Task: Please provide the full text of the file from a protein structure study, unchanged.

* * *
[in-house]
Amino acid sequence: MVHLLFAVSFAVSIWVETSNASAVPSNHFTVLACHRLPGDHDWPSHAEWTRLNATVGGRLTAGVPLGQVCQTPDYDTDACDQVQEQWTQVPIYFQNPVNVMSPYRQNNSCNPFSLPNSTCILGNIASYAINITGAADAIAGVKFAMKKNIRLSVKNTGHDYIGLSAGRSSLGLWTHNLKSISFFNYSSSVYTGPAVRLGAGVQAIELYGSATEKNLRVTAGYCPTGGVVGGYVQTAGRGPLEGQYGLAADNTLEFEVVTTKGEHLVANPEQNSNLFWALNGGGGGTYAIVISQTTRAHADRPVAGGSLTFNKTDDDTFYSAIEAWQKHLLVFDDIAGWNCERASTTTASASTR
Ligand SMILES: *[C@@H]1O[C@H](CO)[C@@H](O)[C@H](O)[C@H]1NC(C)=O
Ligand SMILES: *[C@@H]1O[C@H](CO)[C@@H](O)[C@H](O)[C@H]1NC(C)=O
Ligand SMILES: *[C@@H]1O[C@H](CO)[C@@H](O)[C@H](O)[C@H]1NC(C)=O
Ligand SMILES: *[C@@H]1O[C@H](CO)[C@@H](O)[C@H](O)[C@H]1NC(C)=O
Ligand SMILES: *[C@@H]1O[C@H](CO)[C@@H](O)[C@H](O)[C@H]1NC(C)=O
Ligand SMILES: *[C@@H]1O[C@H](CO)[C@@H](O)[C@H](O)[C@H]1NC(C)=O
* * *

[in-house]
Amino acid sequence: MVHLLFAVSFAVSIWVETSNASAVPSNHFTVLACHRLPGDHDWPSHAEWTRLNATVGGRLTAGVPLGQVCQTPDYDTDACDQVQEQWTQVPIYFQNPVNVMSPYRQNNSCNPFSLPNSTCILGNIASYAINITGAADAIAGVKFAMKKNIRLSVKNTGHDYIGLSAGRSSLGLWTHNLKSISFFNYSSSVYTGPAVRLGAGVQAIELYGSATEKNLRVTAGYCPTGGVVGGYVQTAGRGPLEGQYGLAADNTLEFEVVTTKGEHLVANPEQNSNLFWALNGGGGGTYAIVISQTTRAHADRPVAGGSLTFNKTDDDTFYSAIEAWQKHLLVFDDIAGWNCERASTTTASASTR
Ligand SMILES: *[C@@H]1O[C@H](CO)[C@@H](O)[C@H](O)[C@H]1NC(C)=O
Ligand SMILES: *[C@@H]1O[C@H](CO)[C@@H](O)[C@H](O)[C@H]1NC(C)=O
Ligand SMILES: *[C@@H]1O[C@H](CO)[C@@H](O)[C@H](O)[C@H]1NC(C)=O
Ligand SMILES: *[C@@H]1O[C@H](CO)[C@@H](O)[C@H](O)[C@H]1NC(C)=O
Ligand SMILES: *[C@@H]1O[C@H](CO)[C@@H](O)[C@H](O)[C@H]1NC(C)=O
Ligand SMILES: *[C@@H]1O[C@H](CO)[C@@H](O)[C@H](O)[C@H]1NC(C)=O